The Australian Taxation Office (ATO) is once again the subject of a phishing email scam.
MailGuard has intercepted a phishing email purporting to be from the government agency. This scam email forms part of yet another variation of the ATO scam distributed by cybercriminals over many years. Titled “Tax Refund Notification”, the email appears to be an automatically generated message and uses a display name of “Noreply”. However, the actual sender email address doesn’t use a domain belonging to ATO – a red flag pointing to the email’s illegitimacy. Instead, the email comes from a Gmail account.
The email body is presented largely in plaintext, and is addressed to the “Taxpayer”. It informs recipients that they are “eligible to receive a tax refund of 219.47 AUD”. A link is provided for recipients to access their refund, along with a warning that the process of tax refund claim could be delayed due to “submitting invalid records or applying after the deadline”.
Here’s what the email looks like:
Unsuspecting recipients who click on the link to access their tax refund are led to a login page. This page is designed to look like one belonging to myGov, the government services portal servicing millions of Australians accessing benefits such as Medicare, JobSeeker and JobKeeper. Users are directed to use their “email account to sign in to myGov”. The Australian Government’s logo is also present in the header of the page. However, the domain used in the page’s URL doesn’t belong to either myGov or ATO. The page is actually hosted on Backblaze, a cloud storage and data backup company. Here’s what the page looks like:
This is actually a phishing page. Once users “log into” their accounts, the attacker harvests their email address and passwords for later use, and the user is met with an error saying that the credentials were invalid.
Whilst MailGuard is stopping this email scam from reaching Australian businesses, we encourage all users to be extra vigilant against this kind of email and whatever happens, do not open or click them.
This is a particularly sinister scam as cybercriminals are attempting to exploit vulnerable Australians, many of whom are suffering economic hardship as a result of the economic uncertainty caused by COVID-19. Scammers are well-aware that many users and businesses are in desperate need of economic assistance. By falsely claiming that users are eligible for a tax refund, the cybercriminals behind the attack are cruelly capitalising on those unfortunate circumstances. In addition, with more than 18.7 million active accounts, there’s a high chance the recipients of the phishing email have a myGov account, increasing the likelihood of the scam being successful. Anyone falling victim to this scam will be vulnerable to having all of these government accounts compromised and their identity stolen which can lead to serious repercussions.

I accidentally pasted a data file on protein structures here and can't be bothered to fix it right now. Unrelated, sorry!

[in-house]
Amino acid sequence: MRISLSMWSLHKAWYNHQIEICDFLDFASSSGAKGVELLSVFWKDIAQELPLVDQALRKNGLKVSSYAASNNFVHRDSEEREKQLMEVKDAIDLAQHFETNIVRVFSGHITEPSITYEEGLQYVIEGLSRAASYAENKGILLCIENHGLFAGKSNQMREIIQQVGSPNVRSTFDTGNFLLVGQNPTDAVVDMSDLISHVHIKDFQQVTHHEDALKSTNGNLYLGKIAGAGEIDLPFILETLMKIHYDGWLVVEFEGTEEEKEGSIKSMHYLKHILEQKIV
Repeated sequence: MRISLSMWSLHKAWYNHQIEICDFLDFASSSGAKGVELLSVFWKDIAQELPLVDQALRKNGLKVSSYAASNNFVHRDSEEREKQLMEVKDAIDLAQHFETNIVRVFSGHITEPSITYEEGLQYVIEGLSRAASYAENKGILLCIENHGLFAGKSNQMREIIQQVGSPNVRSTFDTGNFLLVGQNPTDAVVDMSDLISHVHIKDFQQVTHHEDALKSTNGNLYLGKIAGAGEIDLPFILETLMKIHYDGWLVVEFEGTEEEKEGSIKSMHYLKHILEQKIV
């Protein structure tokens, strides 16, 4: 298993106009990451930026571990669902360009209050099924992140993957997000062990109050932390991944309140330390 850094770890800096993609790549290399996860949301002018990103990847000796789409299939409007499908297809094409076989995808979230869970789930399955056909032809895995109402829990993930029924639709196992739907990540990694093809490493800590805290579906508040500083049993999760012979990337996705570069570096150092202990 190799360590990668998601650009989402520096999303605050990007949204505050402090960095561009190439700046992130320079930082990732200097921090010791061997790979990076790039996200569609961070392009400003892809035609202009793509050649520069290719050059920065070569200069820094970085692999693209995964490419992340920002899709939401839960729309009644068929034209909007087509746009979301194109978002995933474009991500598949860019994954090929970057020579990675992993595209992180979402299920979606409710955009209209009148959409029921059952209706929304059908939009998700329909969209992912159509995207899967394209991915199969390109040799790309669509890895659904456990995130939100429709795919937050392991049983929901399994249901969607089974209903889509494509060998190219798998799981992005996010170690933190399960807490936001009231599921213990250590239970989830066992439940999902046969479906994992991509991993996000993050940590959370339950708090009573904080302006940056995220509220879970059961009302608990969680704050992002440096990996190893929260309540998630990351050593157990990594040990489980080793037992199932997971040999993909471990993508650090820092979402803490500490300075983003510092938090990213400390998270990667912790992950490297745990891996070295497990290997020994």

Here are some ways this email scam has attempted to exploit users:
- The use of an official government service to inspire false trust; and the repeated mention of the “Australian Taxation Office” in the email body boosts its credibility,
- Inclusion of branding elements like myGov’s logo and colour palette to make the phishing page appear authentic, and
- With false urgency; a subject line like “Tax Refund Notification” and an email body about an eligible refund creates a sense of curiosity and excitement. The email’s warning about potential delays in claiming the tax refund if users miss the deadline further motivates users to act immediately without checking on the email’s authenticity.
Despite these techniques, eagle-eyed recipients of this email would be able to spot several red flags that point to the email’s in-authenticity. These include the fact that the email doesn’t address the recipient directly, and that it contains several formatting errors.
ATO, myGov and other Australian government agencies are regularly the subject of email fraud and scams, due to their large user base and the trust invested in their identity. MailGuard frequently intercepts phishing emails impersonating local brands & government agencies, like this one spoofing myGov. Towards the end of last year, the ATO also issued an alert warning locals of a phishing email scam involving JobKeeper and backing business investment claims.
Advice from the ATO on reporting a scam
ATO’s website gives this guidance: “If you receive a suspicious email claiming to be from the ATO, do not click on any links, open attachments or respond to the sender. Forward the entire email to ReportEmailFraud@ato.gov.au without changing or adding any additional information and delete from your inbox and sent folder.”
As a precaution, MailGuard urges you not to click links within emails that:
- Are not addressed to you by name.
- Appear to be from a legitimate company but use poor English, or omit personal details that a legitimate sender would include.
- Are from businesses that you were not expecting to hear from.
- Take you to a landing page or website that is not the legitimate URL of the company the email is purporting to be sent from.
One email is all that it takes
All that it takes to break into your business is a cleverly-worded email message. If scammers can trick one person in your company into clicking on a malicious link they can gain access to your data.
For a few dollars per staff member per month, you can protect your business with MailGuard's predictive and advanced email security.
Talk to a solution consultant at MailGuard today about securing your company's network.
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